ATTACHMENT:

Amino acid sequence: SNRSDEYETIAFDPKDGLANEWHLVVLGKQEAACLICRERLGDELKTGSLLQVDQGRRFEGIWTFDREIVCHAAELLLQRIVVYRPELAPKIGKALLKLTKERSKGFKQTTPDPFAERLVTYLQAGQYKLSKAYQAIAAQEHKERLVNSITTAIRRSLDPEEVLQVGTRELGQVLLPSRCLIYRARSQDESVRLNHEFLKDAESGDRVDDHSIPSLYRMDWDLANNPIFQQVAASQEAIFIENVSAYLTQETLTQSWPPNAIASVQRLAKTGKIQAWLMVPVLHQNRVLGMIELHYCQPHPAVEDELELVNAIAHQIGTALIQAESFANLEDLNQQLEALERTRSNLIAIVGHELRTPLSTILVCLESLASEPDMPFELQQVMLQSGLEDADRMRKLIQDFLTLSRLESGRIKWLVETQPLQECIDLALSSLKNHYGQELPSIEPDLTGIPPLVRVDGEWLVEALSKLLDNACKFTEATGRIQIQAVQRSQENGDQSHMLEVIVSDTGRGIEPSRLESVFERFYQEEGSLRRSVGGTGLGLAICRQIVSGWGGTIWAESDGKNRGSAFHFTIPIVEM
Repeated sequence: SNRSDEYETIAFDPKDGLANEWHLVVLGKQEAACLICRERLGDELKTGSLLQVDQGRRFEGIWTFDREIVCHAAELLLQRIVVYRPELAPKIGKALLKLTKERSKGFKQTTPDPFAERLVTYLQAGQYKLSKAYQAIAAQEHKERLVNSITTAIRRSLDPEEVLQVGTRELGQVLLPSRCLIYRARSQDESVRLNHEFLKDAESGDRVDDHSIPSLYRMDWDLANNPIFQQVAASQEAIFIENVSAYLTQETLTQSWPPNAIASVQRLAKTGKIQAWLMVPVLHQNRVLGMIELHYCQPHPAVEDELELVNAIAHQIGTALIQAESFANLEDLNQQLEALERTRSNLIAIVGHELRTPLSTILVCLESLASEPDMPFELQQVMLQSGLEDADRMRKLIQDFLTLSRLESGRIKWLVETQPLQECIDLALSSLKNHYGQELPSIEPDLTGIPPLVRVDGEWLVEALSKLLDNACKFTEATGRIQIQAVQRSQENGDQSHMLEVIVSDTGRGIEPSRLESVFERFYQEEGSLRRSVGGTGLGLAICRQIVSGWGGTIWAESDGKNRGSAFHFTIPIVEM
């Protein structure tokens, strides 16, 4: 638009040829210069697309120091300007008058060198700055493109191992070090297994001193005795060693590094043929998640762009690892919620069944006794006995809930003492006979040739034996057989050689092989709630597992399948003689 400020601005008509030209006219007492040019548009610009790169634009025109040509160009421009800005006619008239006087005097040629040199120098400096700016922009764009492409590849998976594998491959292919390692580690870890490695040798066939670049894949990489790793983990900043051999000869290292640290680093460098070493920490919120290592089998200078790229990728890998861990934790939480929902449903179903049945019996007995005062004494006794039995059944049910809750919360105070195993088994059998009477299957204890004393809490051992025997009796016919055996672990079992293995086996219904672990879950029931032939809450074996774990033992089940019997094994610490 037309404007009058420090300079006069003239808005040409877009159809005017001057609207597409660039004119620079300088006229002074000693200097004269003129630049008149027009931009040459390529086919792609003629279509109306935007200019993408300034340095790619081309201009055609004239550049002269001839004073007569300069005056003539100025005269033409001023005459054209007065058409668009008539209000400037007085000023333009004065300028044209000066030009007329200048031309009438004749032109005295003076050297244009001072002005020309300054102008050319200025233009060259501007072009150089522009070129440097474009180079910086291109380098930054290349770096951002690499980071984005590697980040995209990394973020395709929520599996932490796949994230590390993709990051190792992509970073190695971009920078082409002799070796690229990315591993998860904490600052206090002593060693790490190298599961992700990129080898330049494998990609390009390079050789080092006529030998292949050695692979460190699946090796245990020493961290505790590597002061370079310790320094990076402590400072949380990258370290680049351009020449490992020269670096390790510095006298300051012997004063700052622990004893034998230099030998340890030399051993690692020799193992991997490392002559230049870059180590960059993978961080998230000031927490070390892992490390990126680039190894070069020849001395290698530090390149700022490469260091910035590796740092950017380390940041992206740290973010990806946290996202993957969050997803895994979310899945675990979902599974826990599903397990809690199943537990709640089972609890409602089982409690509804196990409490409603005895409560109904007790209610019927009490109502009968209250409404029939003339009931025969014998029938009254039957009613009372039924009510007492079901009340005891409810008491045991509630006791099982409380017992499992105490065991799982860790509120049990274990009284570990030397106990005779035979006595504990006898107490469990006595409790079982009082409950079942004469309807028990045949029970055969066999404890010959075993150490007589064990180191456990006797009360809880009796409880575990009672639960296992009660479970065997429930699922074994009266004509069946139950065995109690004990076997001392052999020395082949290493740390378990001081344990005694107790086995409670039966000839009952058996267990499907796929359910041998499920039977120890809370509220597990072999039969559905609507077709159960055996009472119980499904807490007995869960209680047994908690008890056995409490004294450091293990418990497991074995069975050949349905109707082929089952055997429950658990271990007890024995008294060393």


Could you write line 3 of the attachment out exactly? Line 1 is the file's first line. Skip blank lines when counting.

């Protein structure tokens, strides 16, 4: 638009040829210069697309120091300007008058060198700055493109191992070090297994001193005795060693590094043929998640762009690892919620069944006794006995809930003492006979040739034996057989050689092989709630597992399948003689 400020601005008509030209006219007492040019548009610009790169634009025109040509160009421009800005006619008239006087005097040629040199120098400096700016922009764009492409590849998976594998491959292919390692580690870890490695040798066939670049894949990489790793983990900043051999000869290292640290680093460098070493920490919120290592089998200078790229990728890998861990934790939480929902449903179903049945019996007995005062004494006794039995059944049910809750919360105070195993088994059998009477299957204890004393809490051992025997009796016919055996672990079992293995086996219904672990879950029931032939809450074996774990033992089940019997094994610490 037309404007009058420090300079006069003239808005040409877009159809005017001057609207597409660039004119620079300088006229002074000693200097004269003129630049008149027009931009040459390529086919792609003629279509109306935007200019993408300034340095790619081309201009055609004239550049002269001839004073007569300069005056003539100025005269033409001023005459054209007065058409668009008539209000400037007085000023333009004065300028044209000066030009007329200048031309009438004749032109005295003076050297244009001072002005020309300054102008050319200025233009060259501007072009150089522009070129440097474009180079910086291109380098930054290349770096951002690499980071984005590697980040995209990394973020395709929520599996932490796949994230590390993709990051190792992509970073190695971009920078082409002799070796690229990315591993998860904490600052206090002593060693790490190298599961992700990129080898330049494998990609390009390079050789080092006529030998292949050695692979460190699946090796245990020493961290505790590597002061370079310790320094990076402590400072949380990258370290680049351009020449490992020269670096390790510095006298300051012997004063700052622990004893034998230099030998340890030399051993690692020799193992991997490392002559230049870059180590960059993978961080998230000031927490070390892992490390990126680039190894070069020849001395290698530090390149700022490469260091910035590796740092950017380390940041992206740290973010990806946290996202993957969050997803895994979310899945675990979902599974826990599903397990809690199943537990709640089972609890409602089982409690509804196990409490409603005895409560109904007790209610019927009490109502009968209250409404029939003339009931025969014998029938009254039957009613009372039924009510007492079901009340005891409810008491045991509630006791099982409380017992499992105490065991799982860790509120049990274990009284570990030397106990005779035979006595504990006898107490469990006595409790079982009082409950079942004469309807028990045949029970055969066999404890010959075993150490007589064990180191456990006797009360809880009796409880575990009672639960296992009660479970065997429930699922074994009266004509069946139950065995109690004990076997001392052999020395082949290493740390378990001081344990005694107790086995409670039966000839009952058996267990499907796929359910041998499920039977120890809370509220597990072999039969559905609507077709159960055996009472119980499904807490007995869960209680047994908690008890056995409490004294450091293990418990497991074995069975050949349905109707082929089952055997429950658990271990007890024995008294060393």